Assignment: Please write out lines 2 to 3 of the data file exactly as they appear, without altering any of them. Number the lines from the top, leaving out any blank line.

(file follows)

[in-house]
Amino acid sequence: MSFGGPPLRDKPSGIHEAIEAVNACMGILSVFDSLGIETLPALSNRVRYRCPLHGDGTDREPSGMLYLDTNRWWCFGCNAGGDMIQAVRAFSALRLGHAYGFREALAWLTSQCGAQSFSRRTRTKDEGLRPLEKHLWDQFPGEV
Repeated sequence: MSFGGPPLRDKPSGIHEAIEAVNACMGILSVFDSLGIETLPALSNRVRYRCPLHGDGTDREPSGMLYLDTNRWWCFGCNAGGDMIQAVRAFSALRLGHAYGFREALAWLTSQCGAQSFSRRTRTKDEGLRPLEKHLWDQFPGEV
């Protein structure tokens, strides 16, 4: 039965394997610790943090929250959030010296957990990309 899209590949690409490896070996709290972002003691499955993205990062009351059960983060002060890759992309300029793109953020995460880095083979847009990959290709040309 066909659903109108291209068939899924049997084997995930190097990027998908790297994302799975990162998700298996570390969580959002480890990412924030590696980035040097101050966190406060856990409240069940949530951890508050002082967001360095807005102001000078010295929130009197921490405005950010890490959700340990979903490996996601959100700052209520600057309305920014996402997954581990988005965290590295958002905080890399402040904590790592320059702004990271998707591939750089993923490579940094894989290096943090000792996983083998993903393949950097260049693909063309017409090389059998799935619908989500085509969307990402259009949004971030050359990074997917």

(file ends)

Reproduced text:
Amino acid sequence: MSFGGPPLRDKPSGIHEAIEAVNACMGILSVFDSLGIETLPALSNRVRYRCPLHGDGTDREPSGMLYLDTNRWWCFGCNAGGDMIQAVRAFSALRLGHAYGFREALAWLTSQCGAQSFSRRTRTKDEGLRPLEKHLWDQFPGEV
Repeated sequence: MSFGGPPLRDKPSGIHEAIEAVNACMGILSVFDSLGIETLPALSNRVRYRCPLHGDGTDREPSGMLYLDTNRWWCFGCNAGGDMIQAVRAFSALRLGHAYGFREALAWLTSQCGAQSFSRRTRTKDEGLRPLEKHLWDQFPGEV